So, I have a new whitepaper I did that’s about using prompts to create a set of personas that you put into groups to so that the groups interact or the personas of the group interact, almost as a mastermind group or as an advisory board and then actually make recommendations and advice to you and it’s it’s done through prompting, not coding and I have a whole whitepaper like 20 pages telling you exactly how to do that and I’ve unleashed it on the world. In time we’ll put a link in the show notes but you can also find out my blog very easily.
Tom Mighell: And so that wraps it up for this edition of the Kennedy-Mighell Report thanks for joining us on the podcast. You can find show notes for this episode on the Legal Talk Network’s page for the show. You can find all of our previous podcasts along with the transcripts on the Legal Talk Network website. If you’d like to get in touch with us, reach out to us on LinkedIn. We are occasionally on X FKA Twitter or remember, you can always leave us a voicemail. We love to get your voicemails to talk about during our B segment. That number is 720-441-6820. So, until the next podcast, I’m Tom Mighell.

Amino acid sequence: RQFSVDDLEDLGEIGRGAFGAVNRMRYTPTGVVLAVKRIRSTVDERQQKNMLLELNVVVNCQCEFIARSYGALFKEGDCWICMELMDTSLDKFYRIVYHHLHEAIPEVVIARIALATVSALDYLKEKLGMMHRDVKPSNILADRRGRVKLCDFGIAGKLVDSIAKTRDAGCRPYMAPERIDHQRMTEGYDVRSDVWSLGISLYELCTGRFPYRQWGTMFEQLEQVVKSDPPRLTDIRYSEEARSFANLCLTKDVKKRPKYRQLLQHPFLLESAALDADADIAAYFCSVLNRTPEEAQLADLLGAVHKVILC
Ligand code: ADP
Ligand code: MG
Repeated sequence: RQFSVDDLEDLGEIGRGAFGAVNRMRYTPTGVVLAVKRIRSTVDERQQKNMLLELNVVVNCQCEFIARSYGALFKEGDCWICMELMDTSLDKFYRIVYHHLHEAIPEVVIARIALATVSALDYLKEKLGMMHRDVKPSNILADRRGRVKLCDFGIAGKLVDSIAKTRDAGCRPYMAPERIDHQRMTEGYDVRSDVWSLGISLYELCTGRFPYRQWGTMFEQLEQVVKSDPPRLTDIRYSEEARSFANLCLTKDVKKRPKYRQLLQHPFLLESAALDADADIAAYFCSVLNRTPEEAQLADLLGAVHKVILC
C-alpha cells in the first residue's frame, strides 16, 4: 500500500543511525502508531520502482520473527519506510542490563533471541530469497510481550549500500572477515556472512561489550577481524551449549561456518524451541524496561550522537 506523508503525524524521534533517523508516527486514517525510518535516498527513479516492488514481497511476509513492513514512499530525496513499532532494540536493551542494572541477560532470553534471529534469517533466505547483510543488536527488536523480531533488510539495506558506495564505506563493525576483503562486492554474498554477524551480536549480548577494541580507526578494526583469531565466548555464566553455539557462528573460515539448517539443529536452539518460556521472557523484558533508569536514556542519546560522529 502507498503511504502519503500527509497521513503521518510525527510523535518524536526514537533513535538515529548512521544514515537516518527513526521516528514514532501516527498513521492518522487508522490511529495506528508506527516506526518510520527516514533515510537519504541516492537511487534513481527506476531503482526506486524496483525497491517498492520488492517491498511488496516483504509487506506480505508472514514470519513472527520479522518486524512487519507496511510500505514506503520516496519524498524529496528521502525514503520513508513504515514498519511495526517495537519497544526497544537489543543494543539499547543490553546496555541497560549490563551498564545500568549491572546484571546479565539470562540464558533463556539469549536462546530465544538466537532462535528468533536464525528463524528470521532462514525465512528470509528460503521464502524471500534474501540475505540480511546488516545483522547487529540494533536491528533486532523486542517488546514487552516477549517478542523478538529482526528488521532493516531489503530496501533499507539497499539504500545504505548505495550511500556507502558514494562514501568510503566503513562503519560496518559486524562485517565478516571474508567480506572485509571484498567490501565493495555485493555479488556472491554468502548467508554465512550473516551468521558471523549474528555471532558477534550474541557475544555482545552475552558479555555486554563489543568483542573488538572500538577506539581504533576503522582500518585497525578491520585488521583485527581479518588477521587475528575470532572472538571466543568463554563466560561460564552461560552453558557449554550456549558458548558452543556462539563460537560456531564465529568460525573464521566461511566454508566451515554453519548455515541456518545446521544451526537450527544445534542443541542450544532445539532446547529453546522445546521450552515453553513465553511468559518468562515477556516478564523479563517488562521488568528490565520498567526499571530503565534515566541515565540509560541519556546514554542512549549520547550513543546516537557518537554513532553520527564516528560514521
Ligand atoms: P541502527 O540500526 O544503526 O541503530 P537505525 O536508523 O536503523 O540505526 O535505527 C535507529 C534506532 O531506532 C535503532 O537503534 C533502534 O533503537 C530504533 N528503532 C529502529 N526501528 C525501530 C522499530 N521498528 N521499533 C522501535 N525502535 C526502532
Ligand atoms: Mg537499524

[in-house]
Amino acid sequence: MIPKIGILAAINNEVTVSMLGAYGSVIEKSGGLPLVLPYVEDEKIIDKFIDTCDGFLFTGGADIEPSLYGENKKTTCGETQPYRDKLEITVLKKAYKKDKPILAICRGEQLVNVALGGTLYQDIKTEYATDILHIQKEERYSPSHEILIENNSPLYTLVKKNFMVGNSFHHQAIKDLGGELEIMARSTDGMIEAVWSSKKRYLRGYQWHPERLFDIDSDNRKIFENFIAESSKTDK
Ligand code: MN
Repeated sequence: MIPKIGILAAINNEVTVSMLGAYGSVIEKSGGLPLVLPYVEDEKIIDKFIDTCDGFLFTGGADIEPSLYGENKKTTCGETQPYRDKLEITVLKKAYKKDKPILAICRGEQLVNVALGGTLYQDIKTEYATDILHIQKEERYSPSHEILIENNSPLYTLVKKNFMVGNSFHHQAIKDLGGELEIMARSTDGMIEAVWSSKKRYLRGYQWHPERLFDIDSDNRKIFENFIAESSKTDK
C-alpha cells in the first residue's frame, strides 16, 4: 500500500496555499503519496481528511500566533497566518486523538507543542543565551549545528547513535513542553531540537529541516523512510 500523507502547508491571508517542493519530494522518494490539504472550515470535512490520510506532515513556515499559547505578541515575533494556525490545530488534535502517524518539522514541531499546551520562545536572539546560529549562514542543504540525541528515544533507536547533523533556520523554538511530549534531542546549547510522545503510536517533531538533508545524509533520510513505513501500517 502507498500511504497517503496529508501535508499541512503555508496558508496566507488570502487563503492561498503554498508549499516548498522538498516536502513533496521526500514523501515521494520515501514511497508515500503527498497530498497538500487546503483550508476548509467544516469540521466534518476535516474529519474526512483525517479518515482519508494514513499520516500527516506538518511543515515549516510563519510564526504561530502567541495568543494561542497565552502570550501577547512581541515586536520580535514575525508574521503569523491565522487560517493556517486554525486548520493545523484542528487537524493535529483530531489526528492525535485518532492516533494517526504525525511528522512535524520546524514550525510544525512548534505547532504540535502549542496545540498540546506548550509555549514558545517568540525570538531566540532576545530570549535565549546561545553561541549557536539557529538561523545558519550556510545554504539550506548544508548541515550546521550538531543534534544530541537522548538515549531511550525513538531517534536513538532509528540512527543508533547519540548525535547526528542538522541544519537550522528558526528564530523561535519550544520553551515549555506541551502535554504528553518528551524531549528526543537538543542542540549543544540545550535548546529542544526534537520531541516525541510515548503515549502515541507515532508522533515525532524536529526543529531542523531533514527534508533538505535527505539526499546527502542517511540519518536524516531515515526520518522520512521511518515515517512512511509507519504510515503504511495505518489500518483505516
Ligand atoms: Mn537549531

Dennis Kennedy: And I’m Dennis Kennedy and you’ve been listening to the Kennedy-Mighell Report Podcast on Legal Technology with an internet focus. It’s always a big thank you to the Legal Talk Network Team for producing and distributing this podcast. And we’ll see you next time for another episode of the Kennedy-Mighell Report on the Legal Talk Network.
Outro: Thanks for listening to the Kennedy-Mighell Report. Check out Dennis and Tom’s book, “The Lawyer’s Guide to Collaboration Tools and Technologies, Smart Ways to Work Together”, from ABA Books or Amazon. And join us every other week for another edition of the Kennedy-Mighell Report only on the Legal Talk Network.